This project will build on our knowledge of how parasitic helminths manipulate the host immune response, in a collaboration between the groups of Dr Henry McSorley (University of Dundee) and Dr Hermelijn Smits (Leiden University Medical Centre, the Netherlands). The successful candidate for this 4 year PhD position will spend significant time in both Dundee and Leiden, to identify, characterise and translate their findings.
The School of Life Sciences at the University of Dundee is a world-class academic institution with a reputation for the excellence of its research, its high quality teaching and student experience, and the strong impact of its activities outside academia. With 900 staff from over 60 countries worldwide the School provides a dynamic, multi-national, collegiate and diverse environment with state-of-the-art laboratory, technology and teaching facilities.
Exposure to toxins from the environment has been linked to a rise in non-communicable diseases and behavioral deficits in adults. WHO data further indicate that deaths attributable to environmental factors are highest in children. Metabolic stress during embryonic development is also correlated with increased risk of type 2 diabetes, coronary artery disease and cancer as well as some psychiatric illnesses.
Supervisors: Dr Colin Murdoch, School of Medicine/Systems Medicine and Dr Colin Henderson, School of Medicine/Systems Medicine.
An alarming rise in pathogens that show antibiotic resistance has been observed over recent years. In the case of Gram-negative bacterial pathogens, the resistance crisis has started to go out of control. Due to the lower permeability of the Gram-negative cell envelope for antibiotics, these pathogens are inherently more difficult to treat. The lower cell penetration of new drug candidates is also reflected in the failure of medicinal chemistry to advance novel classes of compounds with Gram-negative activity.
Degrading proteins in a timely manner to dispose of misfolded and damaged proteins is essential for a healthy cell. In ageing cells and organisms, there is a deterioration in the ability of cells to clear proteins resulting in the accumulation of misfolded proteins. Deposition of misfolded protein aggregates is a hallmark of many neurodegenerative diseases. It is not understood why quality control systems and the degradation capacity of a cell decline with age.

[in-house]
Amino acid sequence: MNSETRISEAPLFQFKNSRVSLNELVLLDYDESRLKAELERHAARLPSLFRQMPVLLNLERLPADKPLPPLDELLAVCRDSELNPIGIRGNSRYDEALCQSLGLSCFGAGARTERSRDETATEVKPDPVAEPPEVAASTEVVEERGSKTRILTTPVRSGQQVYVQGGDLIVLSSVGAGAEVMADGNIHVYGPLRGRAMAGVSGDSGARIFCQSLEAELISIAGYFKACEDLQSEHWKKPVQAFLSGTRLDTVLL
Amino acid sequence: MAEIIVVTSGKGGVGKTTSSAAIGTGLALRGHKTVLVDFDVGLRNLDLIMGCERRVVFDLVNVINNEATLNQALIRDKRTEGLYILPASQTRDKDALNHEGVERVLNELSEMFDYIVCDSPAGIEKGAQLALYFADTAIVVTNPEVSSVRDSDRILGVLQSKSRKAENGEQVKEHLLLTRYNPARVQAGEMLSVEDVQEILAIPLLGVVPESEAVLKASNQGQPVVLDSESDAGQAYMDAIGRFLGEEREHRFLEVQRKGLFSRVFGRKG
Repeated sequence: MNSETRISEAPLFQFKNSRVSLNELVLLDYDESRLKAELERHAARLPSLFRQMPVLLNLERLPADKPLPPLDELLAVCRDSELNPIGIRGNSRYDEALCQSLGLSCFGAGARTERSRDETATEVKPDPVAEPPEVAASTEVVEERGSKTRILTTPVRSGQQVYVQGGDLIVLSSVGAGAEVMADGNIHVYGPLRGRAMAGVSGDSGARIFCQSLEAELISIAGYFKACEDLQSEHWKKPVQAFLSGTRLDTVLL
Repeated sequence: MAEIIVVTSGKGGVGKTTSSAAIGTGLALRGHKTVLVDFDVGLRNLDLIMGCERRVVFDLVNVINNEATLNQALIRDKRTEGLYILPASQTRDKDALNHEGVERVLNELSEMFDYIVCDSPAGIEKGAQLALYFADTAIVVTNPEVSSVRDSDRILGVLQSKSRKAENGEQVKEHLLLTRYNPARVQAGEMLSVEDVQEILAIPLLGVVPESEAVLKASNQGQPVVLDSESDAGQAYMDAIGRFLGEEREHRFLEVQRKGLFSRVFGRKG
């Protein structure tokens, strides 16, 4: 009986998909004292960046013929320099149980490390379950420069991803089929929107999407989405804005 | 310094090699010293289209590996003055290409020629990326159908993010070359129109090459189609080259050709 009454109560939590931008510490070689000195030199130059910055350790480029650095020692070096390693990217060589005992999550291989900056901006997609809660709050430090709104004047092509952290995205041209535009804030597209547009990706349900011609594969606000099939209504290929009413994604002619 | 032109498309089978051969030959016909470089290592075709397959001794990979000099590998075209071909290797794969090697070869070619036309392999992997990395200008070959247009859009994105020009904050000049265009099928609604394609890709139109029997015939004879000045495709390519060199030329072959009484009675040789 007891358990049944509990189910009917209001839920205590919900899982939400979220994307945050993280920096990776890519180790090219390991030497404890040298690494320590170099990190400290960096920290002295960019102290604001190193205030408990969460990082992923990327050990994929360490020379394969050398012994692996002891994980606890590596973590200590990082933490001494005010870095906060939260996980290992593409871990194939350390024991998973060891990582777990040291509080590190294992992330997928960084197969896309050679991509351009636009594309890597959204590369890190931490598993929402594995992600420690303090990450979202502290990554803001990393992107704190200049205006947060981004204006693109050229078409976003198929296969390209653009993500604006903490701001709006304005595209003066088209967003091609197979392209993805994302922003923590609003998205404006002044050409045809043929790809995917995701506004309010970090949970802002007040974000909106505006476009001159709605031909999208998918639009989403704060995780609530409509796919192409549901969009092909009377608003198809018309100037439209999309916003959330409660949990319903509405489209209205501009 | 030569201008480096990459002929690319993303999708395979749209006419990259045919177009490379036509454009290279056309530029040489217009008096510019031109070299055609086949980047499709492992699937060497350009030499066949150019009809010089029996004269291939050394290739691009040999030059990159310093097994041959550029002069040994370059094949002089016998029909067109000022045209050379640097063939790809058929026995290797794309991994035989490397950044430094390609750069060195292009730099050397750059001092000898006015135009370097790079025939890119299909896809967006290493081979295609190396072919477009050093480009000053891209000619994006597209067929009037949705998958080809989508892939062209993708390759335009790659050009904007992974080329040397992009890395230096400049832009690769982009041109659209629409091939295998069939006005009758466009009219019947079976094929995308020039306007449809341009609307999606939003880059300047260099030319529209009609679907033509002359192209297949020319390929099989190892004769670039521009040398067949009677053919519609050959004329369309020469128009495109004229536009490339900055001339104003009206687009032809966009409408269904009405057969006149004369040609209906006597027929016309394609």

The Findlay lab employs cutting-edge technologies to unravel Embryonic Stem (ES) cell signalling networks (Williams et al, Cell Rep 2016, Fernandez-Alonso et al, EMBO Rep 2017; Bustos et al, Cell Rep 2018), culminating in our recent discovery of the ERK5 pathway as an exciting new regulator of ES cell pluripotency. In order to uncover functions of ERK5 in ES cells, this project will deploy global proteomic and phosphoproteomic profiling. Novel ERK5 substrates and transcriptional networks will be characterised using biochemical and ES cell biology approaches.
Many bacterial pathogens use the Type VI secretion system (T6SS) nanomachine to fire diverse, toxic ‘effector’ proteins directly into target cells. It is becoming increasingly apparent that the T6SS plays a key role in the virulence and competitiveness of diverse Gram-negative bacteria, including important human pathogens. Pathogens can use T6SSs to directly target eukaryotic organisms, as classical virulence factors. Alternatively, many pathogens can use T6SSs to target other bacterial cells, killing or inhibiting rivals.
Membranes and their protein organization are a frontier in our understanding of cell biology. We will focus on polarized trafficking and asymmetric cell division as a model to uncover fundamental mechanisms in biology. This project aims to answer mechanistic questions in 1) the regulation of protein structural mechanics in polarized trafficking, 2) and the consequences and fundamental differences in this pathway’s organization between distinct tissues in development. Our philosophy is to address big-picture questions of challenging biology in a hypothesis-driven research project.
While the immune system plays a critical role in combating infection, inappropriate regulation of immunity has a pathogenic role in many diseases including autoimmunity, allergic disease and cancer. IL-33 is a member of the IL-1 family that is released by damaged endothelial and epithelial cells. IL-33 release acts as a “danger” signal to activate inflammation. It is involved in the response to both helminth and fungal infections and is also known to play a pathogenic role in allergic diseases such as asthma. IL-33 acts on a subset of immune cells, including type 2 innate lymphoid cells